Ismailov of the government's religious affairs committee also defended the prosecution of Shevchenko. "He has continued to hold services at an unregistered church for several years despite all the legal steps taken against him," he told Forum 18. "All in all, it's a very old story." Uzbekistan's insistence that all religious activity by unregistered religious communities is illegal violates its international human rights commitments.

Jehovah's Witnesses also continue to face persecution. In the southern city of Karshi [Qarshi], cases have been instigated against Bakhrom Pulatov and Feruza Mamatova under Article 216-2 of the Criminal Code, Jehovah's Witness sources told Forum 18. Under Article 216-2, repeat offences for illegal religious activity - including avoiding state registration and organising and conducting special religious meetings for young people - is punishable by a fine of between fifty and hundred times the minimum monthly wage, detention for up to six months or imprisonment for up to three years.

Both Pulatov and Mamatova have already received administrative punishments for their religious activity. They were among those fined by Karshi city court on 26 March for violating Articles 240(1) and 240(2) of the code of administrative offences following the 26 January police raid on the home of Nargiza Buzrukova, where a Jehovah's Witness meeting was taking place. Pulatov was fined five times the minimum wage, or 32,650 soms (186 Norwegian kroner, 24 Euros or 28 US dollars), while Mamatova and Buzrukova were each fined three times the minimum wage, or 19,590 soms. The fines came two days after widespread raids on Jehovah's Witness meetings across Uzbekistan (see F18News 1 April 2005 http://www.forum18.org/Archive.php?article_id=536 ).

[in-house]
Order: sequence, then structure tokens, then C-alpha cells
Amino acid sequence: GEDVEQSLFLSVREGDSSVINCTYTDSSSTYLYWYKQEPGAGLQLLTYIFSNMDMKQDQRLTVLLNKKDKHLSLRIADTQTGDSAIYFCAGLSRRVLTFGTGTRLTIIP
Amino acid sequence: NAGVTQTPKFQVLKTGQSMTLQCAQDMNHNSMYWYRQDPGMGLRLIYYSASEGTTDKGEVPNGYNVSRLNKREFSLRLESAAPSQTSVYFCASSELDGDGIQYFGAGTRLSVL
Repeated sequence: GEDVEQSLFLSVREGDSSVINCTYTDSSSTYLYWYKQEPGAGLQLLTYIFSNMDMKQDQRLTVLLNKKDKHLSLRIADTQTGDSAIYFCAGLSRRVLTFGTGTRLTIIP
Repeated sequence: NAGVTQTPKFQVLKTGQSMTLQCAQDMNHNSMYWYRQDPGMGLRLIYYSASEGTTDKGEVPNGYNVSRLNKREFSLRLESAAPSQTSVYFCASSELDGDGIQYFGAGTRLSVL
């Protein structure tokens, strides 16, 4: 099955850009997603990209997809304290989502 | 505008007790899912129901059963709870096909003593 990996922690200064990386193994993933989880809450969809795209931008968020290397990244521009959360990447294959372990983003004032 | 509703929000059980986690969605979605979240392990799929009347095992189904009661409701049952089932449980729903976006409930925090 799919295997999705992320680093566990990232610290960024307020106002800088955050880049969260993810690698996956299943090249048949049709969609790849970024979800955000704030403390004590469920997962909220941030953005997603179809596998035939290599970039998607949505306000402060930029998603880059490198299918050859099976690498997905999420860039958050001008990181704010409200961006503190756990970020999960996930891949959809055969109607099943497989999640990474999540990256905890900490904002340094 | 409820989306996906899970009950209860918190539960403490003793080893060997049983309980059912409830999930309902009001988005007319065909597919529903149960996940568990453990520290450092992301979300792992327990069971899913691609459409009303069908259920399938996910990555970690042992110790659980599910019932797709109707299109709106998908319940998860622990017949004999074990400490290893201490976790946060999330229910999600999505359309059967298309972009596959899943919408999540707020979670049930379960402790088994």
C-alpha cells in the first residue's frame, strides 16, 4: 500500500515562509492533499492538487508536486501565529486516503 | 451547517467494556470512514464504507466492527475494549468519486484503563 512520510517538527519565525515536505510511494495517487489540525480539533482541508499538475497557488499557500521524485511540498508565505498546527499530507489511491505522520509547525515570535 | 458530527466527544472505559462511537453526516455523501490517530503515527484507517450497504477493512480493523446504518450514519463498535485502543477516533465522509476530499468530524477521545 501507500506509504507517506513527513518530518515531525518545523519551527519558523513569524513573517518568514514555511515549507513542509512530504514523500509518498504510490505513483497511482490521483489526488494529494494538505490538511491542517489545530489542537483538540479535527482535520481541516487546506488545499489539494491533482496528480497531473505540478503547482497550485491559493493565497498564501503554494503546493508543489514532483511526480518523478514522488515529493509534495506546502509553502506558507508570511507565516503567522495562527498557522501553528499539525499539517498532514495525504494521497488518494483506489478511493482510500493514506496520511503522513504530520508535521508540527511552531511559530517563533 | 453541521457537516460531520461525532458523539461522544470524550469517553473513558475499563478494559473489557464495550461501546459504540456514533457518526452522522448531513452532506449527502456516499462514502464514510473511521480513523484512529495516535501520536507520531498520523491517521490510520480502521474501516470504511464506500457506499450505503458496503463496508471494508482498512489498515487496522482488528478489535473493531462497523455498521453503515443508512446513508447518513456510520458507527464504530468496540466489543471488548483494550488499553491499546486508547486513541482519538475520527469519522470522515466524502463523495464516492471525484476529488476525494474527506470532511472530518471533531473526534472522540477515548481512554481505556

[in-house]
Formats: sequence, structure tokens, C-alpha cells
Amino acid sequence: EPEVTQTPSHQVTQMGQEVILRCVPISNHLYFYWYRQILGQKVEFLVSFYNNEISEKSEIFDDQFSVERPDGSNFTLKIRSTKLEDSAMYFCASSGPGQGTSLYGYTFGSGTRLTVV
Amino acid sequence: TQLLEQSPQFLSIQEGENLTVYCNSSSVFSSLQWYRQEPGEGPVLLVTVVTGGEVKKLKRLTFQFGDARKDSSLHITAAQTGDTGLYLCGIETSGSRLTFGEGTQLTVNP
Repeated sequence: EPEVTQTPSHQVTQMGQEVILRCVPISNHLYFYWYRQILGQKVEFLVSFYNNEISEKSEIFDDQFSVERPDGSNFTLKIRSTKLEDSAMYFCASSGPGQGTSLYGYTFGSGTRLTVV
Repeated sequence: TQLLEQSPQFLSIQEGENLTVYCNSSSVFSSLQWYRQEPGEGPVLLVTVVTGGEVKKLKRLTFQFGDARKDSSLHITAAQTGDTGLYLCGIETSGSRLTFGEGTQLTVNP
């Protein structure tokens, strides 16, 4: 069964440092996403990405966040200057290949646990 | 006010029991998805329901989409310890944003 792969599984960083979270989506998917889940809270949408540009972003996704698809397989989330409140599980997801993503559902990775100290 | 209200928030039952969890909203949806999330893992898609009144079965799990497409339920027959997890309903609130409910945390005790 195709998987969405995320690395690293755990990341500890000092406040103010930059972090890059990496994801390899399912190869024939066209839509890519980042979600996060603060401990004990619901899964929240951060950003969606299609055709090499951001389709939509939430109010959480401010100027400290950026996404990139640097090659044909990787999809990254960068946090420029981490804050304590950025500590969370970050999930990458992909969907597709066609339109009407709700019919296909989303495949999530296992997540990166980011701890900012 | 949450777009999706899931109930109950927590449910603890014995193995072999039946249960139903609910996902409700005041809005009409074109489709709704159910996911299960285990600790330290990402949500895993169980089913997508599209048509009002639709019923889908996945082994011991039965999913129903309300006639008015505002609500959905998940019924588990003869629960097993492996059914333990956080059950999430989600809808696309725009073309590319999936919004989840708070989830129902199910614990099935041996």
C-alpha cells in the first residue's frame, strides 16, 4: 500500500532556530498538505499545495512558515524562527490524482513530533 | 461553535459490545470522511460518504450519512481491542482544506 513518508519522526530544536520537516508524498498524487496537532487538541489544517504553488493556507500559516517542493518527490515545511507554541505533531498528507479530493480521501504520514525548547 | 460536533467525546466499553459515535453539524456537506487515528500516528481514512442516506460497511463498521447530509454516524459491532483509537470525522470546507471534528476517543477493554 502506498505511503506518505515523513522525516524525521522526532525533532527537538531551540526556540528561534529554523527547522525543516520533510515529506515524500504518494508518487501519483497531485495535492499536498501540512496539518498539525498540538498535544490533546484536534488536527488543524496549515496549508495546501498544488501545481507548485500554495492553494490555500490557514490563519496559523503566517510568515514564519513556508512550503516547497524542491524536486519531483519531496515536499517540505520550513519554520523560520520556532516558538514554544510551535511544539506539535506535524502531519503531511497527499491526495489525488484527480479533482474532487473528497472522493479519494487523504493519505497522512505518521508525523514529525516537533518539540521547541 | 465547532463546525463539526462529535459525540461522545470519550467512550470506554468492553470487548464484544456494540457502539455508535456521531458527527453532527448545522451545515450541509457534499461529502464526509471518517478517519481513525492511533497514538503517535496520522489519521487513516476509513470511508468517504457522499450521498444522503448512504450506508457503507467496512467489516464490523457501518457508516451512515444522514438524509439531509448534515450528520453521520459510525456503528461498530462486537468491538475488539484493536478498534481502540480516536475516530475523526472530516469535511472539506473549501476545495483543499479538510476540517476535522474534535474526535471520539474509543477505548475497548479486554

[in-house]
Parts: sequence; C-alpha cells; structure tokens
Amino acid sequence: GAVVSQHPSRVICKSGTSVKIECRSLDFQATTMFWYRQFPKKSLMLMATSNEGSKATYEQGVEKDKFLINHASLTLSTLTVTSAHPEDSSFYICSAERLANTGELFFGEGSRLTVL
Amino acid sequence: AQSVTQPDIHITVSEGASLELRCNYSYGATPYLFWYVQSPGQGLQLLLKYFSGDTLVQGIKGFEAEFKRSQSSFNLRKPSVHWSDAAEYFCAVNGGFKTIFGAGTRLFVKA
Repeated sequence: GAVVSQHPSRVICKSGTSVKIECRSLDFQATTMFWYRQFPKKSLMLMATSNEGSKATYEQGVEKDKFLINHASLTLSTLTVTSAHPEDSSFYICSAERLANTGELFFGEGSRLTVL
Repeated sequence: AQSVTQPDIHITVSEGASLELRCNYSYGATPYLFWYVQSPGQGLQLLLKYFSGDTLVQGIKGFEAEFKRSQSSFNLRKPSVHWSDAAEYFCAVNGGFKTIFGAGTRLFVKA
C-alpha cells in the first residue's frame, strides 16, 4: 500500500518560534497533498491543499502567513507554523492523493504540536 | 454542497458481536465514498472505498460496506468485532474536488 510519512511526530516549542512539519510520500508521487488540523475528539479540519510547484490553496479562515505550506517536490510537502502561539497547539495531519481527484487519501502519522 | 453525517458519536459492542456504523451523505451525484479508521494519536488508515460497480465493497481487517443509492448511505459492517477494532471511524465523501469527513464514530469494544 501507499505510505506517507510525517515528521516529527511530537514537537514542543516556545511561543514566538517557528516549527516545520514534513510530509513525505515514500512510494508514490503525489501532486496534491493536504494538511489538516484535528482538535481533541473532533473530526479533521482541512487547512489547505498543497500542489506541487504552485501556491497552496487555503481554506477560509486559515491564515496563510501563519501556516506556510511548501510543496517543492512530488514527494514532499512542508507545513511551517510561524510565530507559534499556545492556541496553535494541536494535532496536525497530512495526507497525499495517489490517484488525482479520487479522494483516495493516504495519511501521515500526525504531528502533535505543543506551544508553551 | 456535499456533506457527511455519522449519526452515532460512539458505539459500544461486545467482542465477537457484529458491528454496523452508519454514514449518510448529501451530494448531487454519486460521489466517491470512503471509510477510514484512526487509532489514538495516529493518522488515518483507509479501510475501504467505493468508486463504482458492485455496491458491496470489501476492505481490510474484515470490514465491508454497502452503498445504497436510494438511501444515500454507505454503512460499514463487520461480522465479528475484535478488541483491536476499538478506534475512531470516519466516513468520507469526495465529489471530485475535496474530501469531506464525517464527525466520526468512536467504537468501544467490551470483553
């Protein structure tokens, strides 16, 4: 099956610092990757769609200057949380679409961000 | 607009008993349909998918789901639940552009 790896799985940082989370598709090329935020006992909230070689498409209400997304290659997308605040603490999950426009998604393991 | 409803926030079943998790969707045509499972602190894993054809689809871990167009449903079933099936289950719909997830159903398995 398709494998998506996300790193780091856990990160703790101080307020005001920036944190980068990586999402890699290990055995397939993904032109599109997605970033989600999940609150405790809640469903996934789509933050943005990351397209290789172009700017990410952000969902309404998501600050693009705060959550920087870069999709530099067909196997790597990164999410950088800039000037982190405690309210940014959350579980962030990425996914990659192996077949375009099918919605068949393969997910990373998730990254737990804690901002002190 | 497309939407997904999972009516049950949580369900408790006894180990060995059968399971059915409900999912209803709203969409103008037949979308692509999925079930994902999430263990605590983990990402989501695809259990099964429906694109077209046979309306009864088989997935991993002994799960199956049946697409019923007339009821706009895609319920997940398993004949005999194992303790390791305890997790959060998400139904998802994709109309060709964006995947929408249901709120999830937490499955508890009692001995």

Jehovah's Witness sources told Forum 18 that it is not yet clear on what basis a criminal case against Pulatov and Mamatova has now been instigated. Under Article 216-2, there must be a repeat of an offence for which administrative penalties have been imposed before criminal charges can be made. The case papers compiled by the prosecutor consist of two large volumes of information on previous incidents involving Jehovah's Witnesses, statements and testimonies from witnesses, expert conclusions on Jehovah's Witnesses religious literature, and a statement that such literature may only be distributed in Fergana and Chirchik where the communities are officially registered.

Ismailov of the government's religious affairs committee pointed out that the Jehovah's Witnesses in Karshi have already faced administrative penalties because of their activity as an unregistered religious organisation. "What they have done repeatedly is a legal offence, and so under Uzbek law they have to be held to criminal account."

For a personal commentary by a Muslim scholar, advocating religious freedom for all faiths as the best antidote to Islamic religious extremism in Uzbekistan, see http://www.forum18.org/Archive.php?article_id=338

For more background, see Forum 18's Uzbekistan religious freedom survey at http://www.forum18.org/Archive.php?article_id=546

For an outline of the repression immediately following the Andijan uprising, see F18News 23 May http://www.forum18.org/Archive.php?article_id=567 and for an outline of what is known about Akramia and the uprising see 16 June http://www.forum18.org/Archive.php?article_id=586

A printer-friendly map of Uzbekistan is available at http://www.nationalgeographic.com/xpeditions/atlas/index.html?Parent=asia&Rootmap=uzbeki